Witchy Kingdom – Snippet 20
“Enough to feed the city perpetually.”
“In which case, no siege can succeed.”
“THIS IS PRECISELY WHAT I FEAR.”
“Do we have any idea what caused this abominable multiplication of the persimmons?”
“Magic,” Temple Franklin said.
“Good Lord,” Thomas said, “but I am grateful to have such an insightful Machiavel in my employ. But for your insight, I might have guessed this was the work of Robin Goodfellow.”
“It is the sort of thing folk tales associate with Peter Plowshare,” Temple Franklin said. “Surprising fertility, impossible abundance.”
Thomas’s head throbbed. “If you tell me a folk tale, I shall kick you in the face, if I have to run at you horseback to do it.”
“I’ve summoned experts of the Imperial College. They’ll be here tomorrow to discuss.”
“Experts in what? Almonds? Peter Plowshare? Food magic, what would that be? I failed Greek at Harvard. Sitos? No, that’s wheat. Trophos-something? Trophomancy?”
“That would be the art of prophesying by food. Trophurgy would be the magical art of working in food, by analogy with thaumaturgy,” Temple Franklin said.
“It is an ugly neologism, and suits this ugly situation.” Thomas ground his teeth. When they get here, let’s reach out to Director Schmidt again. I’ll wager you all of Johnson City that it will be at least three weeks before the College can reach a combined opinion, much less agree on a course of action.”
“UNDERSTOOD.” The expression on the Parletts’ faces was solemn. “I HAVE MY BEST MEN WATCHING THE PARLETTS AT THIS END.”
“The Ohio Parletts,” Thomas said.
“THE OHIO PARLETTS. I’LL BE INFORMED IMMEDIATELY, ONCE YOU’RE READY.”
“Very good. In the meantime, if you find any way to introduce a plague of weevils into Cahokia, by all means do so.”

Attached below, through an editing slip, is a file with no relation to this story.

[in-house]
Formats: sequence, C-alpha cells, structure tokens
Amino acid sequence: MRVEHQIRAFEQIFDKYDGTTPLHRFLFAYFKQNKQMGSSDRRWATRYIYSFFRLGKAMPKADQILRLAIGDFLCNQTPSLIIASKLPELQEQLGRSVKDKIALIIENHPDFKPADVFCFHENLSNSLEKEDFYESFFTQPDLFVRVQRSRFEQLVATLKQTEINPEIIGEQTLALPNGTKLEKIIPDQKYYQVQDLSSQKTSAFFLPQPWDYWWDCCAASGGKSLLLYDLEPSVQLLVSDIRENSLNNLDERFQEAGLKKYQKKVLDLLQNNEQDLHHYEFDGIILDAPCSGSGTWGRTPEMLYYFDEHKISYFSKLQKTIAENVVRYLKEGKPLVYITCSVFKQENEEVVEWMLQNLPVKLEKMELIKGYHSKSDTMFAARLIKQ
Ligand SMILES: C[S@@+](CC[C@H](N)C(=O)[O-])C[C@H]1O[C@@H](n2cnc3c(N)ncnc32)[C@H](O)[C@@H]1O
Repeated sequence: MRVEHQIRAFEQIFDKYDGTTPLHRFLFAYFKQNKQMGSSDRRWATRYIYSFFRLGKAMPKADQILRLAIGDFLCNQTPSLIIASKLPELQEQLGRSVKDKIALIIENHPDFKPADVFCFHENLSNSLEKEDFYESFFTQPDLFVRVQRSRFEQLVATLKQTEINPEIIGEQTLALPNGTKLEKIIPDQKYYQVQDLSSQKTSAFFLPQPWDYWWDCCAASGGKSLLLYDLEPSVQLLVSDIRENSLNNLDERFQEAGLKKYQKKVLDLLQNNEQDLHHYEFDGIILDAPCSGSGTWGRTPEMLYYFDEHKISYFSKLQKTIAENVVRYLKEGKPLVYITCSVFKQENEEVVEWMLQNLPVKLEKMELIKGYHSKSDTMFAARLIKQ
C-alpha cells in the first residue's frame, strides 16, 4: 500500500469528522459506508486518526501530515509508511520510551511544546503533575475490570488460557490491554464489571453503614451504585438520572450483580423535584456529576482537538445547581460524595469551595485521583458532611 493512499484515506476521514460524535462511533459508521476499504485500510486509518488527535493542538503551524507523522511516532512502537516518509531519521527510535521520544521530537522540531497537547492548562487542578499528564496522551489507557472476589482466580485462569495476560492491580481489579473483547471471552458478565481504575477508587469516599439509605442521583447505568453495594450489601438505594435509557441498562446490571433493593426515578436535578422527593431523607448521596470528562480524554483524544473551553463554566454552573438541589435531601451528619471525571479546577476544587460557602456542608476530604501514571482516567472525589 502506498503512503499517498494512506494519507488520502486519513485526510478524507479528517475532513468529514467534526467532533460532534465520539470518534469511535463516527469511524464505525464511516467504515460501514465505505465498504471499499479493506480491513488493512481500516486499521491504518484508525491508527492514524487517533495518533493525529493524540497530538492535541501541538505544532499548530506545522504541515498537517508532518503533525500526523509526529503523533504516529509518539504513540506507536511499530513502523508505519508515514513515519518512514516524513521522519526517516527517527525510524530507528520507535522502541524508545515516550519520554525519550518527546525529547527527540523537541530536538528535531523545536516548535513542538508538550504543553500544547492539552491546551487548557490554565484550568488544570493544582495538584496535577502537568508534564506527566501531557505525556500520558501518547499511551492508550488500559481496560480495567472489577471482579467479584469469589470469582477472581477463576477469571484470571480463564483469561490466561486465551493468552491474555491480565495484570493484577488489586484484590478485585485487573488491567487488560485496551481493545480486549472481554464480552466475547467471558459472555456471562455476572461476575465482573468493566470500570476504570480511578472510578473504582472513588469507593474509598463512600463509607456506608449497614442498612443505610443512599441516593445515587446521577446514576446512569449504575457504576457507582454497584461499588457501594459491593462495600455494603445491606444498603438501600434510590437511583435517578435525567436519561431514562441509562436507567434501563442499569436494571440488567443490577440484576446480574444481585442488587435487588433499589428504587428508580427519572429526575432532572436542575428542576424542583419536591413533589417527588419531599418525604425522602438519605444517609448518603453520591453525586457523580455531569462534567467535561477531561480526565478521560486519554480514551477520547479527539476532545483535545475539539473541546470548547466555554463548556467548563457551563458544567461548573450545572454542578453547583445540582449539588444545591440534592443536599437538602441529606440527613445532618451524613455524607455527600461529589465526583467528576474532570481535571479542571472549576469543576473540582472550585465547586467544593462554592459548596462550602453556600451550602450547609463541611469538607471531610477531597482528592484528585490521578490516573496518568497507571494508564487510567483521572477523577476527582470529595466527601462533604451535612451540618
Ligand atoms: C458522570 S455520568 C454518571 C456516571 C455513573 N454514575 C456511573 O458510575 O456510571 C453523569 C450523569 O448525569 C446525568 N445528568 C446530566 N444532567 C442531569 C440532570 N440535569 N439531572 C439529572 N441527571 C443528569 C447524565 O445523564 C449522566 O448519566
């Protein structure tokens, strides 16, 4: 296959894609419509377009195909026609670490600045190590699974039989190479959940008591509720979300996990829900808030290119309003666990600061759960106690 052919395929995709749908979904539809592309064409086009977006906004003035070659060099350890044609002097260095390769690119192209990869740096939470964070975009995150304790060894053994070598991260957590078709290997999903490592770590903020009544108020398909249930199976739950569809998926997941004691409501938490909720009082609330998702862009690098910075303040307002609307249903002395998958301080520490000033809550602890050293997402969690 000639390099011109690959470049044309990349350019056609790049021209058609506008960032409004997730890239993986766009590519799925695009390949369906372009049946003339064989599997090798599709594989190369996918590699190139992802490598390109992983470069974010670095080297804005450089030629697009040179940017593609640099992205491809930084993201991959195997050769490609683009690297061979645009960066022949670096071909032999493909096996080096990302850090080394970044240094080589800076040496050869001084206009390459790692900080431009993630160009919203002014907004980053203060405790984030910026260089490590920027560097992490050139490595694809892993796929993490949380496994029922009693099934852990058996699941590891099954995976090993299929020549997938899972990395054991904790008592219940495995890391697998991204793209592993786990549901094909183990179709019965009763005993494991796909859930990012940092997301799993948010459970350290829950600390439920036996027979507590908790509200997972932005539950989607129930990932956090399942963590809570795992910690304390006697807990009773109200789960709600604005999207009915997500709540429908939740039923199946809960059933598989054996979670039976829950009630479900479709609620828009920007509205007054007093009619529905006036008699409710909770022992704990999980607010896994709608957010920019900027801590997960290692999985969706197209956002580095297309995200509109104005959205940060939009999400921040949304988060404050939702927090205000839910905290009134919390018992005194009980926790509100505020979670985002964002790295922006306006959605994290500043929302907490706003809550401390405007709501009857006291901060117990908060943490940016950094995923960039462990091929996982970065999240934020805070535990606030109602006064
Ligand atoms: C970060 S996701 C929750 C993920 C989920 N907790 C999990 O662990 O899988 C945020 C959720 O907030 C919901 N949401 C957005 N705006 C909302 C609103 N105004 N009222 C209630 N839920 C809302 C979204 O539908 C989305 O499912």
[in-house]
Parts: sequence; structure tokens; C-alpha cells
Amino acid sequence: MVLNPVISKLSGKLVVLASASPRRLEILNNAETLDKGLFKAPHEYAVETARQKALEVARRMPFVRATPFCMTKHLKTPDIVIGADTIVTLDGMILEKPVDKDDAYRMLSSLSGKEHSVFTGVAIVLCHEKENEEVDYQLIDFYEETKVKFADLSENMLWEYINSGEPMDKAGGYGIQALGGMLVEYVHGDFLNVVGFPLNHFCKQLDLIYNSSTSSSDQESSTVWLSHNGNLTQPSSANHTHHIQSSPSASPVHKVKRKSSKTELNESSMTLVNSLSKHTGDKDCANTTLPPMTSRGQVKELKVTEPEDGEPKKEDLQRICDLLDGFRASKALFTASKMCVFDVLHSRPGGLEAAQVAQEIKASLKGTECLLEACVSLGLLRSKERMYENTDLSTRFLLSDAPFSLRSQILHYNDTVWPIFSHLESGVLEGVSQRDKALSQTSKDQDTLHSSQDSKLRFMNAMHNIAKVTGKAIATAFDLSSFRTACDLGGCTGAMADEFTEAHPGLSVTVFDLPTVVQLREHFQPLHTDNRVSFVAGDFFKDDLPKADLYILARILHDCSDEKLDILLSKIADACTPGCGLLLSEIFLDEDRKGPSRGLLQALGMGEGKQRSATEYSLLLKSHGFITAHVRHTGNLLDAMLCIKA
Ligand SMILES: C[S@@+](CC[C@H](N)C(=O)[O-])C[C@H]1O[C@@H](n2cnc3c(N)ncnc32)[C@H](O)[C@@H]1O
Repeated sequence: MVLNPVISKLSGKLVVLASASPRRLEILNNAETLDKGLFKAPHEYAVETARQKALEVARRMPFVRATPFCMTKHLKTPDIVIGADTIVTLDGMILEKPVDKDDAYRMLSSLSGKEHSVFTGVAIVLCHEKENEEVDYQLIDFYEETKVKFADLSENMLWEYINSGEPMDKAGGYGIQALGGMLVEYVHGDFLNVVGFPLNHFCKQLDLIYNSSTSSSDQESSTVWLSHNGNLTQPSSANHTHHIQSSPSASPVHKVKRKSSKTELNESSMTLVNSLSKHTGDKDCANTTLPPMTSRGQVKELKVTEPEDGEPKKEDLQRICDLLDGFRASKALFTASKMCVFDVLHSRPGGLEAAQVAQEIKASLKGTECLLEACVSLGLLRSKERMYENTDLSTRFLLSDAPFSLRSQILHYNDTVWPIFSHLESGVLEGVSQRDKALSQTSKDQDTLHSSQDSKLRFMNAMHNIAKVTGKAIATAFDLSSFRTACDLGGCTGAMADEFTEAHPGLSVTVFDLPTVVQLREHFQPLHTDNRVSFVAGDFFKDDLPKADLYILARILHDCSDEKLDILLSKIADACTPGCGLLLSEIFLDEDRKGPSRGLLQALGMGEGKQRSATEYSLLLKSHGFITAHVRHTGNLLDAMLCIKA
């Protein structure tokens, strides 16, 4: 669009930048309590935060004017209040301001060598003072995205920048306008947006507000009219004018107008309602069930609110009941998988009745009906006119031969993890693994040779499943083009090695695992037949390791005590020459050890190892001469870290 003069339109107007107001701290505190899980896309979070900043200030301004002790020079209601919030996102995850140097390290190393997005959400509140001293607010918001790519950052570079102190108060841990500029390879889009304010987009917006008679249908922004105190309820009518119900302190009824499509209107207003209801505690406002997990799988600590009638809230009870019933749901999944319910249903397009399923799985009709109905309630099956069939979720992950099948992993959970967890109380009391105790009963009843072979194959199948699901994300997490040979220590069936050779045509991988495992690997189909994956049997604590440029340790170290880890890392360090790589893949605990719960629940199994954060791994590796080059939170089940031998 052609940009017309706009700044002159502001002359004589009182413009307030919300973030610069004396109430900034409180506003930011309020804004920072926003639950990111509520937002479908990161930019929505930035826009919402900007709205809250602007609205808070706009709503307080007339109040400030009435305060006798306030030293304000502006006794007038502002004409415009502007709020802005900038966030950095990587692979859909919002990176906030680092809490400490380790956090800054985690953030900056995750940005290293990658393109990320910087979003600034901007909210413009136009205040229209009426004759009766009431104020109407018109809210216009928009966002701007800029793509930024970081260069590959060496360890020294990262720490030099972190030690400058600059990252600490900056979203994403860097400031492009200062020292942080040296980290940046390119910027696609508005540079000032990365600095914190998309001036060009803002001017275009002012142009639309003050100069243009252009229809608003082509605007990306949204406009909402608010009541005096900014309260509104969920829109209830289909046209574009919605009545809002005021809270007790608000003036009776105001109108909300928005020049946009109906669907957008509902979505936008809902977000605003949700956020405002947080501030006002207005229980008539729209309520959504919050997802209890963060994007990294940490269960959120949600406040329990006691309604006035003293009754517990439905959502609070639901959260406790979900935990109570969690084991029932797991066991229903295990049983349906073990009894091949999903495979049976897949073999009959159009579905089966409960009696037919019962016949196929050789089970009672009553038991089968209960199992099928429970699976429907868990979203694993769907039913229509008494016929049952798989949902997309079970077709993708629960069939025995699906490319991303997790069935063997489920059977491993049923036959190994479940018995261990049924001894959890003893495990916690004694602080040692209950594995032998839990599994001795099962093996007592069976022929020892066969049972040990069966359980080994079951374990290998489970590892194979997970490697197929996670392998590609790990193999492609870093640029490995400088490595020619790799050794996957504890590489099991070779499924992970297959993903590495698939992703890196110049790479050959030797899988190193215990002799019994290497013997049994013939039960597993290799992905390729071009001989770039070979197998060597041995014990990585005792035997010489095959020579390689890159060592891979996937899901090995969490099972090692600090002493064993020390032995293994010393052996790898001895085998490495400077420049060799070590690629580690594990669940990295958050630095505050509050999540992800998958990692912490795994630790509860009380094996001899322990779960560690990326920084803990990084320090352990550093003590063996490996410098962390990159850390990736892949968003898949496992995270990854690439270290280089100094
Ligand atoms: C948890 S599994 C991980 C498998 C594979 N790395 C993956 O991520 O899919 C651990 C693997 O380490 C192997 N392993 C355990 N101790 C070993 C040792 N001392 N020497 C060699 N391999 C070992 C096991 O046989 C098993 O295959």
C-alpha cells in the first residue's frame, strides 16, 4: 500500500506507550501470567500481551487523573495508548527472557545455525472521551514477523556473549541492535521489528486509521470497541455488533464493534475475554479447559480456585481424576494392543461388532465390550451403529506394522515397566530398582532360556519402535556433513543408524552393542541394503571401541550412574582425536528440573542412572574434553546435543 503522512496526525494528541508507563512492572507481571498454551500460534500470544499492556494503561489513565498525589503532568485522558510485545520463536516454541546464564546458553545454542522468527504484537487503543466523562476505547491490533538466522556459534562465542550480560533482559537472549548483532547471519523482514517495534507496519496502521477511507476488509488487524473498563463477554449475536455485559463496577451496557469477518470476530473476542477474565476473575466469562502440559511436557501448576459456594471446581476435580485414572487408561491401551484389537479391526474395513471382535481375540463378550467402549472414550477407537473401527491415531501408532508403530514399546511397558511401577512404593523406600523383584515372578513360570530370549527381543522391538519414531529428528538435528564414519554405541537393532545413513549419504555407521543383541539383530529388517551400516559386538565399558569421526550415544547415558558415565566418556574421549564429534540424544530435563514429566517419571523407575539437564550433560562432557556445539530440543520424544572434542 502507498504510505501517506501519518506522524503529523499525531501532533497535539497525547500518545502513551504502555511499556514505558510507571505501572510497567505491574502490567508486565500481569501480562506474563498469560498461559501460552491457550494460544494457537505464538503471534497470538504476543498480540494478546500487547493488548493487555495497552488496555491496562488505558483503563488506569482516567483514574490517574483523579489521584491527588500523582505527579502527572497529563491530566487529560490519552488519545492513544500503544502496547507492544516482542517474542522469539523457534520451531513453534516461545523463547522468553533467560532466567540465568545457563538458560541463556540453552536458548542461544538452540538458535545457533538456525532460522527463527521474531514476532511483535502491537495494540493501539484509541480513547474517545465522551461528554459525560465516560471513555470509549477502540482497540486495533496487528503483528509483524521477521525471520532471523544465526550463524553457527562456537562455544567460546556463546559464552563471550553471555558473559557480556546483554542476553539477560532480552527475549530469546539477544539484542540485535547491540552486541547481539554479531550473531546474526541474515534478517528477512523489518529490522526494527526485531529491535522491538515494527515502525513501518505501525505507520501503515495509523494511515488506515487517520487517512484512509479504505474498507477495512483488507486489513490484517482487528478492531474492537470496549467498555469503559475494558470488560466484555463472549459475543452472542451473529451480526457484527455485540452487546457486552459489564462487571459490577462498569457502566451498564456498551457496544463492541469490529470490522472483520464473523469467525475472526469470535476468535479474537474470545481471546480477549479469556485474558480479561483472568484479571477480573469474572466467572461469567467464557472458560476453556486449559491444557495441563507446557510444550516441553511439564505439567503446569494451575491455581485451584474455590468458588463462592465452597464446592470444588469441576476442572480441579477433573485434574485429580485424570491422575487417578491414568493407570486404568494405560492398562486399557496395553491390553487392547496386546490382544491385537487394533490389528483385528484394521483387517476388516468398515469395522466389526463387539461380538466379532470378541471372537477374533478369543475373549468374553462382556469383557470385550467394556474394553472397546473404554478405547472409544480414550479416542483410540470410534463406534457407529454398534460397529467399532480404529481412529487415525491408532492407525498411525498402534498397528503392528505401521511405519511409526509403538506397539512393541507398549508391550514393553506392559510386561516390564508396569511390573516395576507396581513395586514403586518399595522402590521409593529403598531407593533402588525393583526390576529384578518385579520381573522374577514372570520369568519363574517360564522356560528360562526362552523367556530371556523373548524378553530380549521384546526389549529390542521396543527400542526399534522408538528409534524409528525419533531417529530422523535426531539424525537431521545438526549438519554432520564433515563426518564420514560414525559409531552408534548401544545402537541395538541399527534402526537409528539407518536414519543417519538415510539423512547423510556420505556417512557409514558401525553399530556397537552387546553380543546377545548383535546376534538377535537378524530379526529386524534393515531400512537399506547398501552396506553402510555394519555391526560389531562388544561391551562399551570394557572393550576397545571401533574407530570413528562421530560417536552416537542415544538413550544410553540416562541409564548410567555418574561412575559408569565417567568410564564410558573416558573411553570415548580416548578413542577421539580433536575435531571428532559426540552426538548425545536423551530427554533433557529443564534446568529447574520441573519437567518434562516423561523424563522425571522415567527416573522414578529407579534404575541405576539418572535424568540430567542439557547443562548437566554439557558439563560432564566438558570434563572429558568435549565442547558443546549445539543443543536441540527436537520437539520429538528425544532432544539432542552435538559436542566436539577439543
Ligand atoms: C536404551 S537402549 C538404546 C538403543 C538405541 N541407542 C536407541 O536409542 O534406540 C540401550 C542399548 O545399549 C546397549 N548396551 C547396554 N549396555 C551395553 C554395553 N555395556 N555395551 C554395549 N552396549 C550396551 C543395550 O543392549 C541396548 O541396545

Luman was poring over one of the books in the Basilica’s library when Zadok Tarami appeared at his shoulder.
“Do you read our language?”
The priest hadn’t changed his clothing. He smelled like a pilgrim, sour with sweat and crusted with filth, and in his white robe torn to shreds below the thigh he looked like a beggar. His straight back and unassuming smile communicated power and confidence, though. He had a comfort in his own skin that Luman had seen in the best of the company’s leaders, including Notwithstanding Schmidt.
A comfort in his own skin that Luman himself had never felt.
Luman had discovered a small library of books at the back of the apse only in cleaning up the wreckage of the beastkind attack. They had been stored in a locked cabinet that was shattered in the incident. Once the Missourians saw they were only books, they lost interest. Mother Hylia and the secular priests didn’t object to Luman examining them.
Sadly, he wasn’t able to learn much.
“No,” Luman admitted, running his finger over golden swirl at the center of the page. “That’s why I picked the one with pictures.” The book was illuminated. Like other medieval manuscripts Luman had seen, the initial letters were larger and picked out with gold and scarlet paints; strange figures and miniature scenes filled the margins, and occasionally an entire half-page was dedicated to illustrating a story.
Unlike old Greek, Latin, and German texts he’d seen, the Eldritch book’s writing started at an apparently random point on each page and spiraled out in large swirls of looping and knotted lines, swarmed by dots, swoops, and dashes on either side. Some of the illustrations followed the spiraling text, and a single story seemed to circle up from the depths of the page.
“Many of our books have been translated into German. There is a story that the Winter Queen translated all of them into English at Heidelberg, but if she did so, most of that translation was lost in the Serpent Wars. Perhaps the translation was part of the cause of the wars, who can tell? A conspiracy is a terrible way to bring a book to light. Fragments of the so-called Heidelberg Bible turn up from time to time, but outside of universities, there is little interest. The Firstborn have never been much for proselytizing.”